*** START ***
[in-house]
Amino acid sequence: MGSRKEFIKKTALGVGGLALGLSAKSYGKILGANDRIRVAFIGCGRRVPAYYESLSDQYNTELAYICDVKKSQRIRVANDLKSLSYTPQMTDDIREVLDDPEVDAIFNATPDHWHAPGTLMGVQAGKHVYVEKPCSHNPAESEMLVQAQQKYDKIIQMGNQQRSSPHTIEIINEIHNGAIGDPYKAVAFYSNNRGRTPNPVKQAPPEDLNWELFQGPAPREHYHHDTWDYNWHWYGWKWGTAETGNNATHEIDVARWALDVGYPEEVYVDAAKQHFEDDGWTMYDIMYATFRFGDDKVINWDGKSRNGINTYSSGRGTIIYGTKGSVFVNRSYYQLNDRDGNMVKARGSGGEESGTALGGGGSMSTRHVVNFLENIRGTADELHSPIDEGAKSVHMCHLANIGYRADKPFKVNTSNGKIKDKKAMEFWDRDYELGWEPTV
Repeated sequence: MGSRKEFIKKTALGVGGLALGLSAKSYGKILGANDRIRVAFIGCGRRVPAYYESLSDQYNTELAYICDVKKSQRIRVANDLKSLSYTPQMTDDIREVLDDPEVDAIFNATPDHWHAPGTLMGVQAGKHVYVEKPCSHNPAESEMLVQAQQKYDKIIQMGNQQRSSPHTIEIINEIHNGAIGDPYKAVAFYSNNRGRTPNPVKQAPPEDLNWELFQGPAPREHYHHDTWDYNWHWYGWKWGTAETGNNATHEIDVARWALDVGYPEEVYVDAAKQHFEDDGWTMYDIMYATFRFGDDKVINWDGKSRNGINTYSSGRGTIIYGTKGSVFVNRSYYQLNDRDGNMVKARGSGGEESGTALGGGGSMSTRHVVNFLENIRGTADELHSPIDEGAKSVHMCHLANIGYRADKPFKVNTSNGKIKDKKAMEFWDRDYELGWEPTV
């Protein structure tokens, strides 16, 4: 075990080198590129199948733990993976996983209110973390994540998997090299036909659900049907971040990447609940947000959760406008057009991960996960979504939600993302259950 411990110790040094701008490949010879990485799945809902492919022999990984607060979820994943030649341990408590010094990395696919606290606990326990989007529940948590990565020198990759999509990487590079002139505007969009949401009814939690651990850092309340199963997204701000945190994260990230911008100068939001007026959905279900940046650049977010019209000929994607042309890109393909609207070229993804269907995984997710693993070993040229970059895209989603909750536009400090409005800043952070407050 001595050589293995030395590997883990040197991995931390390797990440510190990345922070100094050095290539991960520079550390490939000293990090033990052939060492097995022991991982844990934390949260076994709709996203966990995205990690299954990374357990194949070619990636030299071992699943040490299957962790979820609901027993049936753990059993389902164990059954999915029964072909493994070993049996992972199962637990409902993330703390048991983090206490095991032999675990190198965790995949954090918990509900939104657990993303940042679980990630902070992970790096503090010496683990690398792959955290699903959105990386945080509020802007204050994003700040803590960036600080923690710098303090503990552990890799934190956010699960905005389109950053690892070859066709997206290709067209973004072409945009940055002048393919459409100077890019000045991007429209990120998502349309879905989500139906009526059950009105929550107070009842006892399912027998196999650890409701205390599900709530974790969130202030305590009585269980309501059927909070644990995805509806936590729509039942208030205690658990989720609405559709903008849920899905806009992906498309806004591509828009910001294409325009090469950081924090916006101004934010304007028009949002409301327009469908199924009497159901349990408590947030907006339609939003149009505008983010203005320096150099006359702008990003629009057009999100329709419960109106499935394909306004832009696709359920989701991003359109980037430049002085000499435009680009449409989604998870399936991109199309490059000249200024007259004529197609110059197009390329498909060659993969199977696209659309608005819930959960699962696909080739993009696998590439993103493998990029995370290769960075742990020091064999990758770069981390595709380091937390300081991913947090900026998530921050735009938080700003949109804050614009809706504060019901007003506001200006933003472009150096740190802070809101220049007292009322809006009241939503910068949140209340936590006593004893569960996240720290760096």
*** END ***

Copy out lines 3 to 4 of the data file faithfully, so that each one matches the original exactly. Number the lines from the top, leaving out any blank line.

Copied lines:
Repeated sequence: MGSRKEFIKKTALGVGGLALGLSAKSYGKILGANDRIRVAFIGCGRRVPAYYESLSDQYNTELAYICDVKKSQRIRVANDLKSLSYTPQMTDDIREVLDDPEVDAIFNATPDHWHAPGTLMGVQAGKHVYVEKPCSHNPAESEMLVQAQQKYDKIIQMGNQQRSSPHTIEIINEIHNGAIGDPYKAVAFYSNNRGRTPNPVKQAPPEDLNWELFQGPAPREHYHHDTWDYNWHWYGWKWGTAETGNNATHEIDVARWALDVGYPEEVYVDAAKQHFEDDGWTMYDIMYATFRFGDDKVINWDGKSRNGINTYSSGRGTIIYGTKGSVFVNRSYYQLNDRDGNMVKARGSGGEESGTALGGGGSMSTRHVVNFLENIRGTADELHSPIDEGAKSVHMCHLANIGYRADKPFKVNTSNGKIKDKKAMEFWDRDYELGWEPTV
């Protein structure tokens, strides 16, 4: 075990080198590129199948733990993976996983209110973390994540998997090299036909659900049907971040990447609940947000959760406008057009991960996960979504939600993302259950 411990110790040094701008490949010879990485799945809902492919022999990984607060979820994943030649341990408590010094990395696919606290606990326990989007529940948590990565020198990759999509990487590079002139505007969009949401009814939690651990850092309340199963997204701000945190994260990230911008100068939001007026959905279900940046650049977010019209000929994607042309890109393909609207070229993804269907995984997710693993070993040229970059895209989603909750536009400090409005800043952070407050 001595050589293995030395590997883990040197991995931390390797990440510190990345922070100094050095290539991960520079550390490939000293990090033990052939060492097995022991991982844990934390949260076994709709996203966990995205990690299954990374357990194949070619990636030299071992699943040490299957962790979820609901027993049936753990059993389902164990059954999915029964072909493994070993049996992972199962637990409902993330703390048991983090206490095991032999675990190198965790995949954090918990509900939104657990993303940042679980990630902070992970790096503090010496683990690398792959955290699903959105990386945080509020802007204050994003700040803590960036600080923690710098303090503990552990890799934190956010699960905005389109950053690892070859066709997206290709067209973004072409945009940055002048393919459409100077890019000045991007429209990120998502349309879905989500139906009526059950009105929550107070009842006892399912027998196999650890409701205390599900709530974790969130202030305590009585269980309501059927909070644990995805509806936590729509039942208030205690658990989720609405559709903008849920899905806009992906498309806004591509828009910001294409325009090469950081924090916006101004934010304007028009949002409301327009469908199924009497159901349990408590947030907006339609939003149009505008983010203005320096150099006359702008990003629009057009999100329709419960109106499935394909306004832009696709359920989701991003359109980037430049002085000499435009680009449409989604998870399936991109199309490059000249200024007259004529197609110059197009390329498909060659993969199977696209659309608005819930959960699962696909080739993009696998590439993103493998990029995370290769960075742990020091064999990758770069981390595709380091937390300081991913947090900026998530921050735009938080700003949109804050614009809706504060019901007003506001200006933003472009150096740190802070809101220049007292009322809006009241939503910068949140209340936590006593004893569960996240720290760096």